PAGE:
Smart Links 30 March 2012
Commentary on France’s myopic narcissism, Harper's timid budget, and how the Supreme Court may overturn Obamacare.
Financial Times -- France votes to shut out the world
Not so long ago François Hollande was a racing certainty to win the Elysée.
Economist -- A country in denial
By ignoring their country’s economic problems, France’s politicians are making it far harder to tackle them.
And now … the 2012 Canadian Federal Budget!
Pdf below – Td Economics: 2012 Federal Budget
From the right.
National Post -- Andrew Coyne on Budget 2012: This is the terminus of Tory radicalism
So now we know. If the matter was ever in any doubt, it is no longer.
From the middle.
Globe and Mail -- Penny drops, Tory government balks
What a strange budget Stephen Harper’s new majority government produced. Heralded as tough on spending, it was nothing of the kind. Primed as bold, it was cautious. Expected to be clear, it wallowed in the impenetrable.
From the left.
Centre for Policy Alternatives -- Federal budget drags Canada into unnecessary austerity
In contrast to this year’s AFB 2012, today’s federal budget is decidedly not a budget for the rest of us.
From me (four other panelists).
The Agenda with Steve Paikin – The 2012 Federal Budget
The Agenda examines the Harper Conservatives' first majority budget and what it means for Canadian policy going forward.
The Court speaks.
Economist -- Full-court press
Barack Obama’s health-care law moves to America’s highest court, and looks to be in danger. The case could transform the power of the federal government.
Note: the mirror motif came from Japan.
The bold designs of Japanese woodblock prints, which were popular in France at the time, were another influence on the Impressionists. Their asymmetrical arrangements contrasting large areas of flat colour with patches of intricate pattern offered a compositional format that the Impressionists could use to develop their ideas about colour. Sometimes, even the most avant-garde artists need the security of knowing that the path they have chosen to follow has some roots in tradition. The compositions of the Ukiyo-e masters such as Hokusai and Hiroshige offered the Impressionists this precedent of tradition, albeit from another culture, and consequently the confidence to forge ahead with their new ideas. Arty Factory
Vincent Van Gogh (1853-1890) -- Pere Tanguy
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Twin Virtues: Inequality of Outcomes & Equality of Opportunity©
Ultimately, the most successful societies find the balance between the twin virtues of inequality of outcomes and equality of opportunity.
The new politics must marry the twin virtues of unequal outcomes and equality of opportunity.
When too few get too much everybody loses.
Feminism is about women living their lives on their own terms, marshalling the resources of the society to make that possible, and men embracing this as vital to a successful society and their own liberation.
Can it be that striving for equality of opportunity however imperfect the process not only benefits the individual but also creates benefits for the society that are unintended but wonderful?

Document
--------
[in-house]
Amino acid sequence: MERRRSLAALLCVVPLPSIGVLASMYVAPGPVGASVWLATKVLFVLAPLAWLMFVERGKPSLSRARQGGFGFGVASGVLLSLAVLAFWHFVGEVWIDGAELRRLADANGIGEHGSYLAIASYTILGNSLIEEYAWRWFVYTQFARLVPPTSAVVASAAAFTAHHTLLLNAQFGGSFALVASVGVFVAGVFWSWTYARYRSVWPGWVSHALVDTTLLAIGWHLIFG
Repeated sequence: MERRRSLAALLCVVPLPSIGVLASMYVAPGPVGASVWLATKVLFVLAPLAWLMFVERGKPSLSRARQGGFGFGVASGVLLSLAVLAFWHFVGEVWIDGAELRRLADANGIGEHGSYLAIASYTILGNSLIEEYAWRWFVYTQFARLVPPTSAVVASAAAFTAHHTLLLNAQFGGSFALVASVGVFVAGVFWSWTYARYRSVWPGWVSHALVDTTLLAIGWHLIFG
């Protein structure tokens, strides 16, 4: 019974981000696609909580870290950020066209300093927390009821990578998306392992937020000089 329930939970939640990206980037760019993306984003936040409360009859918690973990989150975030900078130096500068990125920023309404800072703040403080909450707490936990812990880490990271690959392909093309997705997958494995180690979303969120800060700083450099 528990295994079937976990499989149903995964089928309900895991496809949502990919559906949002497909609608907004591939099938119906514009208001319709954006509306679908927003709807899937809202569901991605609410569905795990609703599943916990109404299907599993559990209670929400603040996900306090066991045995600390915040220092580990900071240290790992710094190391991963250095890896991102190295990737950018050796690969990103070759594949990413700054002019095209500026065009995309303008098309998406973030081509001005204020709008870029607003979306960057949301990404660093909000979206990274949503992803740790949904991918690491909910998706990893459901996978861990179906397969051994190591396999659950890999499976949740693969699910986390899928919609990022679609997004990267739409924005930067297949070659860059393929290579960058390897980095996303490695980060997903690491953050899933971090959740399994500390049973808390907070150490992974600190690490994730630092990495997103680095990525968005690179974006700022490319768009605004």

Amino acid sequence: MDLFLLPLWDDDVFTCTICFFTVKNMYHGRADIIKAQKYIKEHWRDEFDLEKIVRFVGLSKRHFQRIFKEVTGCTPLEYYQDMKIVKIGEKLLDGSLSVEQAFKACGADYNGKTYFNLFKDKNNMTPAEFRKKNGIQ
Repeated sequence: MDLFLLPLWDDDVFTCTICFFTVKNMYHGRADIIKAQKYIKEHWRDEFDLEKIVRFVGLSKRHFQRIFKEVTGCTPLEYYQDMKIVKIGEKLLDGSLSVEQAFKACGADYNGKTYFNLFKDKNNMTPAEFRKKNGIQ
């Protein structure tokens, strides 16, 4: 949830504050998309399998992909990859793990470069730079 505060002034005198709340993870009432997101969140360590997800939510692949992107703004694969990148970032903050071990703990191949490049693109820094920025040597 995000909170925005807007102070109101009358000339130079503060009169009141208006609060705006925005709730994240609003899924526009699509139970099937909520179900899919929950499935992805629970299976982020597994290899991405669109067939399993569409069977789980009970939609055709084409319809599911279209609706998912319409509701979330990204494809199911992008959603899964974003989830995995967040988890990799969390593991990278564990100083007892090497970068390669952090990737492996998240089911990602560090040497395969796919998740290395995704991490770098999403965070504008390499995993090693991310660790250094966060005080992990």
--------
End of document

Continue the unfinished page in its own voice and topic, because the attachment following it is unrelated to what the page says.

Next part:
Economics must be a 'moral enterprise' as much as politics claims to be. Economic outcomes need to be framed in terms of right and wrong not just efficiency if only because these often align in surprising ways that are good for society and the economy.
My vision of Canada is that any Canadian child from a family of limited circumstance can expect to have a chance at lifetime of unlimited opportunities.
Free trade is a wonderful thing. Time and time again economists have proven that free trade creates enormous wealth for each country 'on the whole'. Historians have shown that free trade is usually associated with rising political, social and cultural liberty. The perennial problem is that free trade always creates tremendous disruption for thousands even millions of individuals often concentrated in one geography, and where the state is idle, not investing in best in class instruments of social justice, free trade can be a permanent ticket out of the middle class, down, not up.
Tax policy should be founded on the principle of generating steady tax revenues sufficient to maximise environmentally sustainable economic growth in order to fund fair government.
Public policy should be designed to decrease inequality before the law and increase equality of opportunity.
Capitalism is not the problem; the problem is what we do with capitalism.
Content is always more difficult to argue than conspiracy.
Let the state regulate and the market operate (most things).
Welfare strategies are best designed as a hand up, not as a hand out.
Political debate should not be fact free fighting.
Explanation lasts longer than eloquence.
Always favour empowerment over dependency.
The most enduring public figures are embraced for the causes they fought for and not the concept of themselves they hoped others would remember them by.
Find your voice and don't be the echo of somebody else.
It is possible to operate on two different levels: the practical, cautious and conservative; and the realm of ideas, open, free, and radical.